But rather than this work being yet another example of a Black woman not receiving her fair dues by white record producers, Yola says she had a gameplan. She even turned down joining Massive Attack’s band. “I hustled for years in dance music behind the scenes, and I’m one of the only people who did that purposefully. I didn’t want to put my name on tracks because otherwise that would become my brand. I get to decide what my brand is.” Around the same time, she was also fronting the Bristol country-soul band Phantom Limb, which was more in line with the Yola you hear today. Rather than gain name association, she wanted to be able to fund her own projects. “I wanted mon-ney,” she enunciates. “MONEY!”
Quartey is witty, self-assured and has a powerhouse voice that is river-deep, mountain-high, its gorgeous texture crackling like a dusty record. In conversation, she races through topics such as art versus autocracy and the time she taught “vocal biomechanics” at Bath Spa University. But she says that, despite having all the makings of a chart-topper, it’s little wonder she made a music career in the UK first. “The psychological programming that we all receive in this country tells you a narrative about Black femininity that blasts over to music.” There is a “will” to “erase dark-skinned Black women in this country from any visual or literary narrative” where “nice things happen to us”.
She says you only need to turn on the TV to see how. “Tell me the number of times you see someone that looks just like me: slightly plus, dark, in a balanced, happy family dynamic.” Or, she adds, “just a positive image of a Black woman.”
Quartey made most of Stand for Myself around the same time as working on Elvis, and they share key themes, such as the whitewashing of rock music and taking control of your own destiny. In one of the film’s most memorable sections, we see Colonel Tom Parker insisting Presley wears a twee festive jumper for a televised special. Presley retaliates by later giving the encore performance of a lifetime in head-to-toe black leather. Perhaps it’s no coincidence that Quartey is dressed today in head-to-toe black latex. She’s had people try to put her in a metaphorical Christmas jumper before, too. “I’ve had managers like that … I’ve tolerated a lot,” she says. And then she deadpans: “The Christmas jumper is white supremacy.”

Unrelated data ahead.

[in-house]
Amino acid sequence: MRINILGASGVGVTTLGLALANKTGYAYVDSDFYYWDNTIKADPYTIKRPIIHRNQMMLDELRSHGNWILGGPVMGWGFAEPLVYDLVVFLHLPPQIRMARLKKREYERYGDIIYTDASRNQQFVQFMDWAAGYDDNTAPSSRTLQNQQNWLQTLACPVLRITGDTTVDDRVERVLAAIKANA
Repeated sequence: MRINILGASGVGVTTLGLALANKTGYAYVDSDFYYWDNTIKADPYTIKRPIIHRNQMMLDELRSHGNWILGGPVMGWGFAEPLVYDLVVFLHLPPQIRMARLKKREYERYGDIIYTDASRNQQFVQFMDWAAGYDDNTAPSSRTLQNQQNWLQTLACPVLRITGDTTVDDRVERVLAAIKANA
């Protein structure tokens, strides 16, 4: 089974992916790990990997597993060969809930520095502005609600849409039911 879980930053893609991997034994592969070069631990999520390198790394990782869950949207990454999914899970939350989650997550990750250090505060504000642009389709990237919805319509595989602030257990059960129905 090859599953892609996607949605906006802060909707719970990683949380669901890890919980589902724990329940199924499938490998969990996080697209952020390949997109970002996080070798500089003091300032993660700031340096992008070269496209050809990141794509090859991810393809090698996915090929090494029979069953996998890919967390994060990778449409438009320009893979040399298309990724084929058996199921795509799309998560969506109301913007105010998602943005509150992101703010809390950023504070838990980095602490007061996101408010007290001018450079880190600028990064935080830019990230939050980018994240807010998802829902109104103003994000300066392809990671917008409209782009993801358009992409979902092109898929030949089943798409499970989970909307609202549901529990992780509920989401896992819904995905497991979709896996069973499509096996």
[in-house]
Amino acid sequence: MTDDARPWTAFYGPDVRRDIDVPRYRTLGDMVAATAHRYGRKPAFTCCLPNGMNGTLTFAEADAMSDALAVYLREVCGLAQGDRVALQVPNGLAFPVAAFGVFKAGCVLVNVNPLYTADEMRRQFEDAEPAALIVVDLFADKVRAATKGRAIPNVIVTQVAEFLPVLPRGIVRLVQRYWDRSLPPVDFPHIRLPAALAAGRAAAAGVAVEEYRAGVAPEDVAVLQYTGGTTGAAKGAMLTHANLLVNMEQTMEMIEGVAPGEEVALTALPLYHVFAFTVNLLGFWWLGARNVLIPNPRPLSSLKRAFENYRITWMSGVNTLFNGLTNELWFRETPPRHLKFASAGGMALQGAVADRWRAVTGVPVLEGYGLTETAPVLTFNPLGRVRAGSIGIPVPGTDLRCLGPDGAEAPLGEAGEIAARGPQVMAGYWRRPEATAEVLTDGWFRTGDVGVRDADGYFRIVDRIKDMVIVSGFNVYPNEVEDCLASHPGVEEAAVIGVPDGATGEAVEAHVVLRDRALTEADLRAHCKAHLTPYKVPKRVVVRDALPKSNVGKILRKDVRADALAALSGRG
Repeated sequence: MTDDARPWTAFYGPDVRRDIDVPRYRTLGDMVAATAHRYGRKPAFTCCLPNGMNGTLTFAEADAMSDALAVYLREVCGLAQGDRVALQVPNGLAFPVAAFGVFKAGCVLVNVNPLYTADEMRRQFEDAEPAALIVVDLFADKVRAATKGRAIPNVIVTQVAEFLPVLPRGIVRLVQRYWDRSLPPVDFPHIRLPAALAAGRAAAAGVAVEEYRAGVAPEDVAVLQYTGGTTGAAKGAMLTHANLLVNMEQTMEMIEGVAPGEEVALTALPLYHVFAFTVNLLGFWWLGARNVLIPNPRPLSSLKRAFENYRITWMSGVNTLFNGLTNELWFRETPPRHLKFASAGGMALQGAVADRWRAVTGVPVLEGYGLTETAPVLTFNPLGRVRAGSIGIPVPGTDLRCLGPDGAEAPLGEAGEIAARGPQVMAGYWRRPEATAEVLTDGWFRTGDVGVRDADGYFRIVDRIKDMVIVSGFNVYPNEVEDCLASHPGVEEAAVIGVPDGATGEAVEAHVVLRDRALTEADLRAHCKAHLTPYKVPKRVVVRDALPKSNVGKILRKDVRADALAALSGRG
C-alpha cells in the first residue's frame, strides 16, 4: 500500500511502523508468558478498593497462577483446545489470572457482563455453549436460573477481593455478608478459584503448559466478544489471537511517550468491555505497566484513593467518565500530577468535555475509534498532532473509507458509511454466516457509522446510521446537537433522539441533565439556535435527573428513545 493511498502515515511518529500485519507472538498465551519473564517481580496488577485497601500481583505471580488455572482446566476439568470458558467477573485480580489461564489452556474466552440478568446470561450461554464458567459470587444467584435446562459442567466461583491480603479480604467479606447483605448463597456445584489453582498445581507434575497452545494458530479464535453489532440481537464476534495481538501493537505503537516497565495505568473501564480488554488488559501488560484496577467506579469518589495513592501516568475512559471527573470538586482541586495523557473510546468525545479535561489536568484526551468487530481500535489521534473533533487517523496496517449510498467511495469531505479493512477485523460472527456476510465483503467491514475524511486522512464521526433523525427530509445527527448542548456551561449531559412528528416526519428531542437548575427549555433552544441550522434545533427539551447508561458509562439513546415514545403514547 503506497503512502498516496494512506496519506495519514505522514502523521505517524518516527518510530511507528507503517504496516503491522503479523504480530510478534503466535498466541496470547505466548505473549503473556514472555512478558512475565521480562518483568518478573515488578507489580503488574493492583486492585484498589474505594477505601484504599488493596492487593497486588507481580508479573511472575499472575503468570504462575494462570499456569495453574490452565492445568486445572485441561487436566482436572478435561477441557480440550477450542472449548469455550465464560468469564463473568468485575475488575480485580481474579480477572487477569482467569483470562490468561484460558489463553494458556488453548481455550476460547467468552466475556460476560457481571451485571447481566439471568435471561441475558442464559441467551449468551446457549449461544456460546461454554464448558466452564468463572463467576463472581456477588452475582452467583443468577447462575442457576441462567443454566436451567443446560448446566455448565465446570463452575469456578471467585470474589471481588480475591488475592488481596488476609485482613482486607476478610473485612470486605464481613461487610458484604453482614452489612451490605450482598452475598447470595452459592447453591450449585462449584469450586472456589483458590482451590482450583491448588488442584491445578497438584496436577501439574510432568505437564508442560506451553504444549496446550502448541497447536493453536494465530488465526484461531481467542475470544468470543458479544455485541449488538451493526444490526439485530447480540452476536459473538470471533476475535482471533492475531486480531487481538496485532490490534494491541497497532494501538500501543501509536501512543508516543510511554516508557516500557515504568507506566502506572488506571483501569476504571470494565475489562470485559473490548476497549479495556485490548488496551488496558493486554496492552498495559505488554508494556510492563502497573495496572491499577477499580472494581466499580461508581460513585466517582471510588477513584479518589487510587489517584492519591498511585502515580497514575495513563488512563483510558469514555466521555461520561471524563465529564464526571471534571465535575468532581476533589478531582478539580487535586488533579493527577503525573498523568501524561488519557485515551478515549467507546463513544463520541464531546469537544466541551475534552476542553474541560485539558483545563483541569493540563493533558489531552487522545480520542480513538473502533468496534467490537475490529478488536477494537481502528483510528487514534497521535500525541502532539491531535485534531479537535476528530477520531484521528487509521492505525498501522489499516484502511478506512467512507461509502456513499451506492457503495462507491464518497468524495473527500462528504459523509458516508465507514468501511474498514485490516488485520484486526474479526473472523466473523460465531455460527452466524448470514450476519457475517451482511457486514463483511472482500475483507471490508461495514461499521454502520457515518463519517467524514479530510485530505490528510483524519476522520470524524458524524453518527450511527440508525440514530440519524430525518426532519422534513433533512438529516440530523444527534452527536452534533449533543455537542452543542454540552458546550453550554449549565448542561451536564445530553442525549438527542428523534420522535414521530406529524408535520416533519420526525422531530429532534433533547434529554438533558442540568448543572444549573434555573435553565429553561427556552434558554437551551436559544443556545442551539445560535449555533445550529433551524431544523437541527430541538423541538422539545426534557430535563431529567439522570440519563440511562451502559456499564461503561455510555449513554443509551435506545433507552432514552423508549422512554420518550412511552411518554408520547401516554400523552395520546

Yola is only in Elvis long enough to sing Tharpe’s Strange Things Happening Every Day, resplendent in gold satin, guitar strapped on, in a club on Memphis’s fabled Beale Street. And enough for us to hear that Tharpe discovered Little Richard (her queerness or direct influence on Elvis isn’t mentioned). But collectively, along with Richard, BB King, Big Mama Thornton and Big Boy Crudup, these artists’ presence in the film underlines that hip-swivelling music in no way started with the “king of rock’n’roll”. But also that he wasn’t as guilty of nicking Black music as some might think.
“We’ve made Elvis a bit of a whipping child of appropriation,” says Quartey, “but we haven’t had the full story. Without being a, like, appropriation apologist, he’s growing up as the token white guy in Blacksville – how are you not going to be exposed to that [music]?” The film at least faces up to the implications of these things. In one scene, Elvis tells BB King that he’d love to cover Little Richard’s Tutti Frutti and King responds that Elvis would make more money with it than Richard could ever dream of. “This movie doesn’t dance around the uncomfortableness,” nods Quartey.
Nor does she: Yola is taking over screens, muddy festival scenes and, later this summer, two shows in London, without ever shying away from saying what she thinks about subjects that are too often avoided. It’s going to be a huge homecoming. “I have a mission,” she says, “and I’m extremely bloody-minded about it.”
Yola plays Koko, London, on 20 and 21 July and headline Glastonbury’s Left Field stage on 26 June. Elvis is in cinemas from 24 June.